I’m blasting past the channel markers at 40-mph when the channel takes a dog-leg to the left, so I whip the wheel around and feel the 1,900 pound, 13-degree deadrise hull carve out a turn so sharp that I’m tempted to use the old “like I’m driving a sports car” cliché. But in fact, it feels more like I’m driving a motorcycle—the handling is that good.

hewes redfisher 18

Hold on tight - the Hewes Redfisher 18 is a flats boat with some serious attitude.

I ease back on the throttle and come to a stop, then firewall it to test time to plane. In four seconds flat the boat’s out of the hole, and in eight seconds more I’m doing 30-mph. If you dream of weaving through the back-country while making high-speed hair-pins, ducking under over-hanging mangrove branches, and dodging gators, then the Hewes Redfisher 18 is going to get you thoroughly amped up.

I ran the 18 with a Yamaha F115, which is 35 horses under the maximum for this rig. But it’s plenty of power—just how fast does one need to go in an 18’ boat? And besides, efficiency with this powerplant is awesome. Cruising along at about 30-mph, you can expect to get between six and seven miles to the gallon.
Deadrise13 degrees
Displacement1,900 lbs
Fuel capacity31 gal.

Serious shallow-water aficionados are, of course, familiar with the Redfisher 18. It’s been around for years, and has a loyal following. But this year, Hewes made a lot of changes. For starters, they shifted the weight distribution to get a better balance. Then they added stowage space under the helm seat, and changed the console and rigging to allow for flush-mounting your electronics, as well as upgrading to a lighted switch panel. Fishing features like the vertical console rodracks, walk-around gunwales, snag-free casting decks, and stout poling platform, all remain the same.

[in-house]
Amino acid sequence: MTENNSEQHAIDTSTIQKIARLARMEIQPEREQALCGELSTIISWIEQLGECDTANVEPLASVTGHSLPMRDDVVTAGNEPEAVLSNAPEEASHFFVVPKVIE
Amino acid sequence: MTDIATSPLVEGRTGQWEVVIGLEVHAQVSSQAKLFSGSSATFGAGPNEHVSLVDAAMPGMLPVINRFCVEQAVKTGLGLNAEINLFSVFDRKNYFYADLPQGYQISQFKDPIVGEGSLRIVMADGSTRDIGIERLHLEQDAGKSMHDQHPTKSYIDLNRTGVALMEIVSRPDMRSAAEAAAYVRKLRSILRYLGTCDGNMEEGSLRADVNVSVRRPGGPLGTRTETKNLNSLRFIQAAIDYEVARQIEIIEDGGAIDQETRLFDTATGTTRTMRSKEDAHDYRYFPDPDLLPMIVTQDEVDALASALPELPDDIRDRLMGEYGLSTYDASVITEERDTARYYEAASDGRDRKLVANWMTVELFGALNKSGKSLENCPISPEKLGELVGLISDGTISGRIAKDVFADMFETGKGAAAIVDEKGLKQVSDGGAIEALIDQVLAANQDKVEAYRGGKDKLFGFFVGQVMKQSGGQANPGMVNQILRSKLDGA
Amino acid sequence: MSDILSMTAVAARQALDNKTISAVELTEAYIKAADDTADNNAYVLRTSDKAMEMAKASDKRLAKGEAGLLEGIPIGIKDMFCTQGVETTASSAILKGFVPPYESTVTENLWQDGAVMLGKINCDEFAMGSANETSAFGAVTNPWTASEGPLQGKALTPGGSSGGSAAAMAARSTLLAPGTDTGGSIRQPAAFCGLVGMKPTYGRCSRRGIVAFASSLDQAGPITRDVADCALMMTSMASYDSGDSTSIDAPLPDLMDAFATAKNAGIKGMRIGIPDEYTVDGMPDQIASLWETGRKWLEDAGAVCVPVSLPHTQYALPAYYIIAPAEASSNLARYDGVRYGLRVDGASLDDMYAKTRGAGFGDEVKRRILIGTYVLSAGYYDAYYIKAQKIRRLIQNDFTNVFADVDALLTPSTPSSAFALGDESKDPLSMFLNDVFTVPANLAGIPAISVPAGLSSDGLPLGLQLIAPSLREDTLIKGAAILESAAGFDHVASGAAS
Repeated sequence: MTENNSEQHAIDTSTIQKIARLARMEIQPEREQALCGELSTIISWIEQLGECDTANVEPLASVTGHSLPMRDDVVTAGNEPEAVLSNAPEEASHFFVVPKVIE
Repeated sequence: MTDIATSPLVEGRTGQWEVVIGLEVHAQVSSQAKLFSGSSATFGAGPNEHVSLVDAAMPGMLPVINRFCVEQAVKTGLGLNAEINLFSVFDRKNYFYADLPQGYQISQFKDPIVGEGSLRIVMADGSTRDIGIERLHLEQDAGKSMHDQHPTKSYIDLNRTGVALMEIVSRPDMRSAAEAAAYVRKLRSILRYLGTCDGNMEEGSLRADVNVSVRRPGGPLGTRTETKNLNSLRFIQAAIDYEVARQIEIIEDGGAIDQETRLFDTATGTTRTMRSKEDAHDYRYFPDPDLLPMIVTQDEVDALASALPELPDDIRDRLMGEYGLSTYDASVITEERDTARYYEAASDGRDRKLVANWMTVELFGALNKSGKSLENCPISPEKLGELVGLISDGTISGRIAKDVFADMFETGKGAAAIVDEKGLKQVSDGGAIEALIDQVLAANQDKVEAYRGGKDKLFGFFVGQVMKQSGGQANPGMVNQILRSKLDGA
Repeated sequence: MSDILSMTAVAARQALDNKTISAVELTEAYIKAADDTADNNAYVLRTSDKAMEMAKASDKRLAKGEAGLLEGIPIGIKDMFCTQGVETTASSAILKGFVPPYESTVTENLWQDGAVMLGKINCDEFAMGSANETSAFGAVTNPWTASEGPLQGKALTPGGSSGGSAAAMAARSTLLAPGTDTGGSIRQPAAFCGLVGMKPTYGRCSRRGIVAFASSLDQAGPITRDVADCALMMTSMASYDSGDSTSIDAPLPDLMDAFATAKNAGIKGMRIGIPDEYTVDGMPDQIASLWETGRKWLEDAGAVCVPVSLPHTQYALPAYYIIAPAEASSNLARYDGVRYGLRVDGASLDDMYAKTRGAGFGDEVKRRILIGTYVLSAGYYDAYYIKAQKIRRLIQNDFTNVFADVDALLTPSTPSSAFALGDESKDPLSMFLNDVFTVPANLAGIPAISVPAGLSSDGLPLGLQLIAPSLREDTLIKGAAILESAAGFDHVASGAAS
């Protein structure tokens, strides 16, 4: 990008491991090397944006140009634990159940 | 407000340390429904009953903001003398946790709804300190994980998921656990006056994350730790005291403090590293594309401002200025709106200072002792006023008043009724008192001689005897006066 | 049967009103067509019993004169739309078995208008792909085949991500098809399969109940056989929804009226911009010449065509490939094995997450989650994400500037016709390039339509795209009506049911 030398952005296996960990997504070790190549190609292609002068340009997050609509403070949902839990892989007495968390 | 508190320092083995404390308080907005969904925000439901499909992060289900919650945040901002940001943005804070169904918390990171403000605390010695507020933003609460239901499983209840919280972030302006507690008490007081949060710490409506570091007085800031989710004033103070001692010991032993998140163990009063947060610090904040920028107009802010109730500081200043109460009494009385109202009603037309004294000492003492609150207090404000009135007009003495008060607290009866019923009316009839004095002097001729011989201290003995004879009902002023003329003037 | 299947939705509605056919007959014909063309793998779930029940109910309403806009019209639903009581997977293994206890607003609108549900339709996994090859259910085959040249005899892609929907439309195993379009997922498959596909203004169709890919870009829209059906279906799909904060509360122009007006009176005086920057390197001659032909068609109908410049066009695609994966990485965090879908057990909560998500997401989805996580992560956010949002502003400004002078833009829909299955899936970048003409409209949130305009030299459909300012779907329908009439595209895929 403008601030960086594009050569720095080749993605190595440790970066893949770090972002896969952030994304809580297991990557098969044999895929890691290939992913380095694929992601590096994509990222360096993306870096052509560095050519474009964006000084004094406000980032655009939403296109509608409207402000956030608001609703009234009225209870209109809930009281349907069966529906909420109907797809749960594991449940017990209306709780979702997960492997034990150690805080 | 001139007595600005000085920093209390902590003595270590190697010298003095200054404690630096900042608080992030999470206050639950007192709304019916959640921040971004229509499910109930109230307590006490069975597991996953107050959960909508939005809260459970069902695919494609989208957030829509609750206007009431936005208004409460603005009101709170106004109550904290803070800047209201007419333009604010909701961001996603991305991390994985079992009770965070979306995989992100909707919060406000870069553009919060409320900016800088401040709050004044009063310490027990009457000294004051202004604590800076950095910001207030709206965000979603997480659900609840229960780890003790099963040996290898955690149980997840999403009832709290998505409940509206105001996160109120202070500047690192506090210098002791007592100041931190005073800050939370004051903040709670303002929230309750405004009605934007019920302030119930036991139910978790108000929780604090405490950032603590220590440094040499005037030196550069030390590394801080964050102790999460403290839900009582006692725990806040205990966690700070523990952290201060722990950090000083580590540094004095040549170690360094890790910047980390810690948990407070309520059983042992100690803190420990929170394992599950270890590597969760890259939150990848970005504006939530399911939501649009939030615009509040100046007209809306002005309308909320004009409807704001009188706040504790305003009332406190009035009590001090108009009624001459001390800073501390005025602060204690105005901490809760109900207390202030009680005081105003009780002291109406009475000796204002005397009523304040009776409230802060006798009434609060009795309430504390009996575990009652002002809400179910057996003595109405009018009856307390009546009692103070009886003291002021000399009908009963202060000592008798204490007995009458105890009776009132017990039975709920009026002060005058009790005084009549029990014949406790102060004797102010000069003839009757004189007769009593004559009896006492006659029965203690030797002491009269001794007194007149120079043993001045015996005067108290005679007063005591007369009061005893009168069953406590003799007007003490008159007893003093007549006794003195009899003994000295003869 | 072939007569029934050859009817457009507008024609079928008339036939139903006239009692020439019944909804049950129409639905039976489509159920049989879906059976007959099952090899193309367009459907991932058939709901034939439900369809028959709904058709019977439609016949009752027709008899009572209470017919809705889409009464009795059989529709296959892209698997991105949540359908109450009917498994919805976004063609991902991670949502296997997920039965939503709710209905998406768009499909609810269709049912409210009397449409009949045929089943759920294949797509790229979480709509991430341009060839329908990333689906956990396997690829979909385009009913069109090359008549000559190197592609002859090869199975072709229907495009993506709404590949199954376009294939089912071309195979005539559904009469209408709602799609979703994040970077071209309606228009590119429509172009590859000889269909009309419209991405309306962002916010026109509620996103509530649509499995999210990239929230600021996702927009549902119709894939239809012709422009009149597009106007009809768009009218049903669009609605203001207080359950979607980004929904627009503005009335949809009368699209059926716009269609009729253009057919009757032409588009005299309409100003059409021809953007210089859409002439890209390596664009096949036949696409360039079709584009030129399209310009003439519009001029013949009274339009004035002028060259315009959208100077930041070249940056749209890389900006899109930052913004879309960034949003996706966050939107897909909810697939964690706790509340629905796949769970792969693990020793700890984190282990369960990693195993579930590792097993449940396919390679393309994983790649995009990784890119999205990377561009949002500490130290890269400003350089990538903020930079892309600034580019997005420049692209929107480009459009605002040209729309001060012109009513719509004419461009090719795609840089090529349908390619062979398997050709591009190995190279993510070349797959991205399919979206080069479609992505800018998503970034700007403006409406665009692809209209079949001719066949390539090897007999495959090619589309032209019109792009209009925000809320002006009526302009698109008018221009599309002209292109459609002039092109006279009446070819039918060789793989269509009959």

Performance Data
Test conditions: calm seas, winds 0-5 knots, 2 POB. Performance figures provided by Yamaha.
PowerSingle Yamaha F115 four-stroke outboard, swinging a 13.5" x 19" three-bladed stainless-steel prop.

More about that poling platform: I was impressed at how sturdy it felt, then discovered it was bolted down to Phenolic backing plates laminated into the boat. It’s also formed in a two-piece mold, as are the hatches (which are on gas-assist struts and close on compression latches and gaskets, by the way), so all of these pieces are fully finished on both sides, light weight, and thoroughly strong. The rest of the boat is built just as thoughtfully, with foam coring, closed-cell foam filling the voids, and nickel-tinned wiring harnesses.

Down-sides? It’s hard to punch holes in this boat, but it should be noted that it’s a bit beefy and wide for extended poling. Most anglers will probably be happy to mount a trolling motor on the bow, and if they’re real poling purists, a boat like the Maverick Mirage HPX-V II or the Chittum Islamorada 18 is probably more appropriate. On the flip-side, the Redfisher is going to be able to handle waves a bit better than either of these competitors, and it’s roomier as well.

For more information, visit Hewes.

Written by: Lenny Rudow
With over two decades of experience in marine journalism, Lenny Rudow has contributed to publications including YachtWorld, boats.com, Boating Magazine, Marlin Magazine, Boating World, Saltwater Sportsman, Texas Fish & Game, and many others. Lenny is a graduate of the Westlawn School of Yacht Design, and he has won numerous BWI and OWAA writing awards.